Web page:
declined. The state put a stop to it entirely in 1939. The Board of
Health prohibited selling any ice harvested there. The penalty for a
violation was a fine of not more than $50 or six months
Another source of ice was Eaton Pond. In 1888 Edgar Brown cut his
ice from there. Edgar was the father of Freeman Brown, and
grandfather of well-known Dolores Gilman who ran the Knit and Needle
Shop on Catamount Street near its intersection with Oneida. Edgar, a
farmer, lived in the old Eaton Place on Thompson Road. He was about
59 years old at the time, not passing away until 1901.
In 1889 Reuben T. Leavitt harvested ice
from Eaton Pond. He lived nearby across from the intersection of Old
Colony and Tan Roads. He was the renowned veteran who was seriously
wounded at Chancellorsville during the Civil War and later served as
Department Commander of the New Hampshire Grand Army of the
Republic. Mr. Leavitt was the great grandfather of Reuben Leavitt
who lives on South Main Street today. He likely stored his ice in a
shed near his house. It may have been only for personal use but some
of it may have been sold throughout the South Pittsfield and
If Mr. Leavitt sold ice in his neighborhood, he may have had
competition. Five men that year cut ice in nearby Blake Pond: W. T.
Batchelder, Francis Peaslee, E. C. Emerson, George R. Drake and C.
E. Peaslee. The ice was great for harvesting that year. It was about
11½ inches thick and extremely clear. Probably most of it was for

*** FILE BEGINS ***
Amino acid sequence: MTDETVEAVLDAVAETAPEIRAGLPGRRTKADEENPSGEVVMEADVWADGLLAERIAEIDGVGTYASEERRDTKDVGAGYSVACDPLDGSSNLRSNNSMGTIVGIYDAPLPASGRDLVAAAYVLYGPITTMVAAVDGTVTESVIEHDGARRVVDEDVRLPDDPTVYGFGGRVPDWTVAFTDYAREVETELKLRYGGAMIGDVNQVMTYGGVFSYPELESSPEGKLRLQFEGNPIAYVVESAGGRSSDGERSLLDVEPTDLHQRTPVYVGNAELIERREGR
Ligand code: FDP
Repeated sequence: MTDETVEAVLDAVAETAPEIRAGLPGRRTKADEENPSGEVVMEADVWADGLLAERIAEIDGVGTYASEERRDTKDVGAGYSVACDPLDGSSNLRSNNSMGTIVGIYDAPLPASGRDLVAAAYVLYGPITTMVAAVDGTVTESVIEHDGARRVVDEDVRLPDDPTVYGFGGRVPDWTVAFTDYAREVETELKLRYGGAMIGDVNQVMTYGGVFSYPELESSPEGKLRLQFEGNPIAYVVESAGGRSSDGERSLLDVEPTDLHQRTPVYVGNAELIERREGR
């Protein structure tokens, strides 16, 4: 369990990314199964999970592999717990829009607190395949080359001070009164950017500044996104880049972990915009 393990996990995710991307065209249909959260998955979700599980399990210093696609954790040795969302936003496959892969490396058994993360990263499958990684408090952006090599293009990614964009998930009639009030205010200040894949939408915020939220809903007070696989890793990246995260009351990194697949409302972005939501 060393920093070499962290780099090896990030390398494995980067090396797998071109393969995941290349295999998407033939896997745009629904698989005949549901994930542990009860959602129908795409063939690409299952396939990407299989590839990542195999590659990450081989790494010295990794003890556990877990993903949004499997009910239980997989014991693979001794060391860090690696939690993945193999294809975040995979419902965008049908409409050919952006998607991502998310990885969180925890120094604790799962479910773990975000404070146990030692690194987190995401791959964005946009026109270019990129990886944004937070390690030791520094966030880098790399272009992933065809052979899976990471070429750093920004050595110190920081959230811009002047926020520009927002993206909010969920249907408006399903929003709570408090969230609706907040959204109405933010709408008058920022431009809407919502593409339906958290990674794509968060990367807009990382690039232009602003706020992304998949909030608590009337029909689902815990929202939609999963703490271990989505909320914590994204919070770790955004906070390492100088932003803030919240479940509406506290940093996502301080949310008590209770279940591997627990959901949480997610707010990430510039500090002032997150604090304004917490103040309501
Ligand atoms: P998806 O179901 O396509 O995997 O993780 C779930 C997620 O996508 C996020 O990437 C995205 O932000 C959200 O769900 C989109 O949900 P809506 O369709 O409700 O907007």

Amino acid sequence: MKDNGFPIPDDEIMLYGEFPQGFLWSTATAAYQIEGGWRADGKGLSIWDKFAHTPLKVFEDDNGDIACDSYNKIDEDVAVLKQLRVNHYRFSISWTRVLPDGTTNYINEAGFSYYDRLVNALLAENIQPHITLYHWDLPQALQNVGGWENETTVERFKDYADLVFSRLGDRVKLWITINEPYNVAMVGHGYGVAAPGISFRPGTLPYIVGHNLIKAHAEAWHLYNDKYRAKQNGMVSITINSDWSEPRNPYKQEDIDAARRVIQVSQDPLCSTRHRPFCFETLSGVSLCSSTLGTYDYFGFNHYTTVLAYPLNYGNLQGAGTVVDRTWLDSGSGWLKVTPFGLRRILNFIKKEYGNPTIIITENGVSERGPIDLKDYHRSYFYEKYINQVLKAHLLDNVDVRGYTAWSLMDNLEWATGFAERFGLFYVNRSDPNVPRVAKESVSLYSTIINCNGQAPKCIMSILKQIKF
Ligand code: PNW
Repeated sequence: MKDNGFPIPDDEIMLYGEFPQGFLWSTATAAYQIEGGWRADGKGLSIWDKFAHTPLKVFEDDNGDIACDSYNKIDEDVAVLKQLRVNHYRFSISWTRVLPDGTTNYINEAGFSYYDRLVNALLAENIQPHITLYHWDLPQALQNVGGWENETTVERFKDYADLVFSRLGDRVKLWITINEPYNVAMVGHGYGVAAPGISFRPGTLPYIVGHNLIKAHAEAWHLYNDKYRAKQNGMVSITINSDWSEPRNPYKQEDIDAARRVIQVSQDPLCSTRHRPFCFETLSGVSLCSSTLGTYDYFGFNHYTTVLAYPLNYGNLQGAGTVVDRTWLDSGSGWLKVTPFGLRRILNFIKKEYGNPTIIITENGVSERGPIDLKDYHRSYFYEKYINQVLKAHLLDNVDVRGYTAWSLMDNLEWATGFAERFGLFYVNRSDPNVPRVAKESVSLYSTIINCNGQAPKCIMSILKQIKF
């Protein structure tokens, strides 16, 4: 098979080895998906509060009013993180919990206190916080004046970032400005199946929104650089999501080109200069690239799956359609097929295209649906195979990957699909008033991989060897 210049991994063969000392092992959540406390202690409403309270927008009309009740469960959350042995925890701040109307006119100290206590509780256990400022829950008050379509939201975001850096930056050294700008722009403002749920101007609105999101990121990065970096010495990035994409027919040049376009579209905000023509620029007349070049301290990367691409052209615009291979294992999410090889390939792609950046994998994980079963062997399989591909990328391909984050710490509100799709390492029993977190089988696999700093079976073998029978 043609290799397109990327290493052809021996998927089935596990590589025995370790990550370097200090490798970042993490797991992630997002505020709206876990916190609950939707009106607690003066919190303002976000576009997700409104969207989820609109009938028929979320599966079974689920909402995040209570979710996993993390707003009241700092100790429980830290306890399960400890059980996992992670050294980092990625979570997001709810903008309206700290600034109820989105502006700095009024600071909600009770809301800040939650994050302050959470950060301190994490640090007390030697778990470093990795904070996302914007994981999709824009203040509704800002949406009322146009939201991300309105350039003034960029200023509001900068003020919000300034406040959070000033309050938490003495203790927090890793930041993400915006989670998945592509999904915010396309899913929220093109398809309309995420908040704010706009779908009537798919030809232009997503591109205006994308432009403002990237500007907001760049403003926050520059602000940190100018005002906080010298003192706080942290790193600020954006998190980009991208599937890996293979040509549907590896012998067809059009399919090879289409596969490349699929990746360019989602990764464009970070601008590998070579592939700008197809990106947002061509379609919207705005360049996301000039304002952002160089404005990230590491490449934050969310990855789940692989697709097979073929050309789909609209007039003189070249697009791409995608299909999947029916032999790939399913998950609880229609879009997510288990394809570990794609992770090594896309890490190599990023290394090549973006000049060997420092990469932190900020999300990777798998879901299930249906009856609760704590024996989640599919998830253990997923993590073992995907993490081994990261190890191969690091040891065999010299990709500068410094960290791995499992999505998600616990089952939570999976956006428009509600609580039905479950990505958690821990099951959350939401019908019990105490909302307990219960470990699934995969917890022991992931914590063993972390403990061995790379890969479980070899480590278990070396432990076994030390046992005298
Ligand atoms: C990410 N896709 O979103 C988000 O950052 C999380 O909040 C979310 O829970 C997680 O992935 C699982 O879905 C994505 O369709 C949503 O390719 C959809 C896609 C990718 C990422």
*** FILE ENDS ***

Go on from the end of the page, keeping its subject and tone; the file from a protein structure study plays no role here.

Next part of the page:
home consumption but likely some of it was sold to provide
additional income to these farmers.
Like Mr. Leavitt, William Tenney
Batchelder was a Civil War veteran and wounded at Chancellorsville.
He continued in the service and was seriously wounded at the Battle
of Cold Harbor. Recovering, he later was wounded yet again at
Gettysburg. What he did in addition to ice cutting after the war has
not been learned but he probably farmed. He lived on the Tan Road.
Francis Peaslee built the house now
occupied by Paul Metcalf, Jr. on Dowboro Road. He was noted for
having the first large chicken farm in Pittsfield. By 1927 he had
2,000 hens which produced 40,000 chicks for sale. The farm was kept
in supreme sanitary condition. His son Charles also participating in
the ice cutting in 1889, served as pastor of the Friends Church at
Gonic for 30 years.
Edwin C. Emerson, the son of Advent
minister Charles S. Emerson, was a farmer who lived in the old Allan
Barton Place on Dowboro Road near the intersection of Tan and North